“In-ter-pol! In-ter-pol! In-ter-pol!” The chants started outside the historic building, and now that the fans of the NYC band have been ushered into the gorgeous, multi-story art space in the middle of Mexico City’s Centro Histórico neighborhood, they’re reverberating inside too. “Did you hear all the fans screaming outside?” asks Matador Records founder Chris Lombardi. Of course—it was impossible not to.
Interpol is huge in Mexico City—bigger here than anywhere else in the world, according to Spotify data. They’ve filled the city’s Palacio de los Deportes with past concerts, and during their 2017 tour, when they performed their seminal album Turn On the Bright Lights in its entirety, they sold out the Pepsi Center arena two nights in a row.
If you were looking for a place to launch the next chapter of the band’s already-storied career, then Mexico City would be it, which is why the band’s label, Matador, recently partnered with Spotify’s Fans First program to invite Interpol’s biggest fans to a one-of-a-kind event: A press conference the band is staging in this historic building to announce the August 24 release of its new album, Marauder. Crammed into a mezzanine waiting for Interpol to make its appearance, roughly 200 specially selected fans stand ready with selfie sticks and recording devices, each of them wearing an all-access badge on which the source of this unique invitation is printed: “#SpotifyFansFirst.”
“Streaming has grown a lot in the last six years,” explains Jordan Gremli, Spotify’s Head of Artist & Fan Development, whose team started the Fans First initiative last year. “More music is being listened to than ever, but there are so many great artists out there, so much choice. How do [artists] engage this audience?”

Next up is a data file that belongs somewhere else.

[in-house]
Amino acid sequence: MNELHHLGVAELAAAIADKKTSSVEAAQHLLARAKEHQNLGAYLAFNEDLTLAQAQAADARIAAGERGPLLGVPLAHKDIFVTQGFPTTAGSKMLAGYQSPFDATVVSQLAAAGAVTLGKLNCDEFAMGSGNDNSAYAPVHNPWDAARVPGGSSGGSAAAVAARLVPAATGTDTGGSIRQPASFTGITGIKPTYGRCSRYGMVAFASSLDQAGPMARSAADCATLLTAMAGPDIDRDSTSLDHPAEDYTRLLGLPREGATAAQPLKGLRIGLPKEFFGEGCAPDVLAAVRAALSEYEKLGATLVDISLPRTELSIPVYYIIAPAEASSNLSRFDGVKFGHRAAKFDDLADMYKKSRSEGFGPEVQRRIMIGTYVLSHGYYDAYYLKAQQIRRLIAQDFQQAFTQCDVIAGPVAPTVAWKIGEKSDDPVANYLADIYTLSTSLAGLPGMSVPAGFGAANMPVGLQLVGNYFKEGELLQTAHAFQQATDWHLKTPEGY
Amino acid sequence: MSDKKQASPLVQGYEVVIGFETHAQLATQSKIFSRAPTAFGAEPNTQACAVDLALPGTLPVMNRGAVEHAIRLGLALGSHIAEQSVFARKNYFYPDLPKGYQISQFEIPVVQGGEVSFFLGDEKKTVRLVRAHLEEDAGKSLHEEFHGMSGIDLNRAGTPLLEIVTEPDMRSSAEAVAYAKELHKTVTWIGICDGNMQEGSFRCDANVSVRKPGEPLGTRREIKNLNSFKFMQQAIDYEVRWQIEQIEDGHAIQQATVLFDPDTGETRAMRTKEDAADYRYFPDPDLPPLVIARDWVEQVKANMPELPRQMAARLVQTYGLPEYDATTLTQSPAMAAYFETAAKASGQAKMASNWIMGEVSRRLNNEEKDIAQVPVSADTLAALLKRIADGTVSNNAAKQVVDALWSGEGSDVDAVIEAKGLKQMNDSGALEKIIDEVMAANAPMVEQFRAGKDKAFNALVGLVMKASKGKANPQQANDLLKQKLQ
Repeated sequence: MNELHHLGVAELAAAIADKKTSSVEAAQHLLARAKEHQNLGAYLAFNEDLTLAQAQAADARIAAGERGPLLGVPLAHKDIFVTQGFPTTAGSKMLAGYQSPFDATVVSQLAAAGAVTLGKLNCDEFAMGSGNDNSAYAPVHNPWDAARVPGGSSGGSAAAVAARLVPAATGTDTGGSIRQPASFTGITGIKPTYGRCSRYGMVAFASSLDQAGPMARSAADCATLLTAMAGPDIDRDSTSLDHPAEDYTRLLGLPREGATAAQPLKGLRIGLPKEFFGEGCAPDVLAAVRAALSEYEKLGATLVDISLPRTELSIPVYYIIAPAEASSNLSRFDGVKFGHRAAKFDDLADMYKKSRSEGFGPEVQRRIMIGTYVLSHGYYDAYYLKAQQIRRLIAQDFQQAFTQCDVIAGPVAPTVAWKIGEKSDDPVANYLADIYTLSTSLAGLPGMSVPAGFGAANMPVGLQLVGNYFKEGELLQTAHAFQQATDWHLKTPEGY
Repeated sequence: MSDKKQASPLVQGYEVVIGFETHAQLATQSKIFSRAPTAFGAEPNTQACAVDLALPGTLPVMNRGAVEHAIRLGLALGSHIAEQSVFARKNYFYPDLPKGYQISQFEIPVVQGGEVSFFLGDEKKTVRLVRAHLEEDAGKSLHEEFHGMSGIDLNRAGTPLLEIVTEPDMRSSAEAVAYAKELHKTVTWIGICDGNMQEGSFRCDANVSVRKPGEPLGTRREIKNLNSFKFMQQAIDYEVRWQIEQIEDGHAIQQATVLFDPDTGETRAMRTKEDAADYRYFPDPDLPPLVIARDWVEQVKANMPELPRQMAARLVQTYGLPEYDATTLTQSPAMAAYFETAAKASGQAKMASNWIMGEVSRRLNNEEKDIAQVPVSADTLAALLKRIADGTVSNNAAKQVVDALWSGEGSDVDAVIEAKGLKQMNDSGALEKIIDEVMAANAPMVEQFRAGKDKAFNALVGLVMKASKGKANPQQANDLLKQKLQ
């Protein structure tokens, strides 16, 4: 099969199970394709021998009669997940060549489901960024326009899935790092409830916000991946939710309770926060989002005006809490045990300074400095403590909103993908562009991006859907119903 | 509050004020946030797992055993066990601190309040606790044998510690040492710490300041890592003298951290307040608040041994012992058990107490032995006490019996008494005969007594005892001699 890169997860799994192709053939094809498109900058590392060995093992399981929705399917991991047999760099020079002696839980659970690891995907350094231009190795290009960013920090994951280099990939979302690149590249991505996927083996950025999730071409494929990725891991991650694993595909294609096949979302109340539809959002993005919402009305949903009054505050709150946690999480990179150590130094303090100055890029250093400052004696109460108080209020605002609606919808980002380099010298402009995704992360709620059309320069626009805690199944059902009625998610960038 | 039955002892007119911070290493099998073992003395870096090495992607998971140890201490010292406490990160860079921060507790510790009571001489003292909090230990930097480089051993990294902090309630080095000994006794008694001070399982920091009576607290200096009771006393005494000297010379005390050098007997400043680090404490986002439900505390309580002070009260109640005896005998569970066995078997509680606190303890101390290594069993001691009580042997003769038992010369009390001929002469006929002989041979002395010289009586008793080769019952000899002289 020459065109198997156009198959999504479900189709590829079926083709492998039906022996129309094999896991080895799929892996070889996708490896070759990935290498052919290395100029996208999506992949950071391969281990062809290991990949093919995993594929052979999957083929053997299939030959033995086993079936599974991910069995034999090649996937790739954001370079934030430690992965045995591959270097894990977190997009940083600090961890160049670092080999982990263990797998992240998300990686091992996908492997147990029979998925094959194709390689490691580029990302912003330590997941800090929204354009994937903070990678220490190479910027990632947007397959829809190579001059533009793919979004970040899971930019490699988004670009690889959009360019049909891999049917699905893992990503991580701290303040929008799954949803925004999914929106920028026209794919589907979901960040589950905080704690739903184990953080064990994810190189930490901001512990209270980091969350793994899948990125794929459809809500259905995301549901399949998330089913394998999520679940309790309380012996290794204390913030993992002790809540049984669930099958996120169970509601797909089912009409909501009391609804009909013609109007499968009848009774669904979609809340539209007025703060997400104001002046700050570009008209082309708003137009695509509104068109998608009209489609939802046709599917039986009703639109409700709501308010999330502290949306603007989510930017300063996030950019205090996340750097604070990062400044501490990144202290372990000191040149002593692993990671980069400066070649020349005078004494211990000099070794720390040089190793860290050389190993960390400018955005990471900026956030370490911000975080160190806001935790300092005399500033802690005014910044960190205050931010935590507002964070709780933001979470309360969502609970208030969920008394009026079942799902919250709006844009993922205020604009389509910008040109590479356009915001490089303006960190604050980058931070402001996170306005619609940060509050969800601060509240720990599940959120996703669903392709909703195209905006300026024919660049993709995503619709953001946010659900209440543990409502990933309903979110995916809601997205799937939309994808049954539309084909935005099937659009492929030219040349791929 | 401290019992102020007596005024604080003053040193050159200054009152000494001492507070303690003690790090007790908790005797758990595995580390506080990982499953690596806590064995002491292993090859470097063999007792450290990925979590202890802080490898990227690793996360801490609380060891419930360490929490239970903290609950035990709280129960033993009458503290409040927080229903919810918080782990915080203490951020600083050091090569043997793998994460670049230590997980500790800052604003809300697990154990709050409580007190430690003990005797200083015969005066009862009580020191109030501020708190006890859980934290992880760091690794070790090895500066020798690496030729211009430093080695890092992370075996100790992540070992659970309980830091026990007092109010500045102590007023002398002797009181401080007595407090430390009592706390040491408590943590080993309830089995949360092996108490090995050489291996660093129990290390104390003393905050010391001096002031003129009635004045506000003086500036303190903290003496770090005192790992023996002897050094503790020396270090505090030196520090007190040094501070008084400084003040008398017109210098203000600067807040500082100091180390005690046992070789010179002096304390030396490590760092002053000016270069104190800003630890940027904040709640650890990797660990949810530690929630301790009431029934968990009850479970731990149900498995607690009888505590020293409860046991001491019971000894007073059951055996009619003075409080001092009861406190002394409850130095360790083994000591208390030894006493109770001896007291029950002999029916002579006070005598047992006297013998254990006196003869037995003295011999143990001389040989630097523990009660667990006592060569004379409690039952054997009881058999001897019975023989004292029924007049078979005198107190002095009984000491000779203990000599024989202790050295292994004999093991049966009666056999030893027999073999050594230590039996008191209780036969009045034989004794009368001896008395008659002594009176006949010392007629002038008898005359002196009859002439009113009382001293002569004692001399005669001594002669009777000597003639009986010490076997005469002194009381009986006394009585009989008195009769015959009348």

Terrestrial radio pioneered the approach. Listeners could enter contests to get instant access to a music experience—Be caller No. 105 to win tickets! There are now other ways to engage with fans, so Gremli and his team at Spotify created something even better, a program in which they collaborate directly with artists to create unique opportunities for fans: Spotify Fans First. The Fans First team uses Spotify data to identify and reward the artist’s most passionate fans with an exclusive offer, such as advance access to concert tickets, exclusive merchandise, or an invite-only event not open to the public, such as an intimate Arcade Fire concert in NYC, or a non-performance event like bake cookies with Ed Sheeran or have afternoon tea with Kacey Musgraves.
“An artist comes to us with a creative vision, and we help execute it,” explains Gremli, referring to the Musgraves event. “It was her idea to identify the biggest fans in London and have high tea with them.
“We know a lot about fans,” Gremli continues, “what they like, what they don’t like, what we think they’ll react to.” His team simply identifies the biggest fans in any given geographic area and sends them an email.
“It’s kind of a no-brainer,” says Gremli. “The fan gets this surprise email that says, ‘You’re one of the biggest fans of this artist; click here to claim something cool.’ For the artist, it’s a way to give back to those fans.”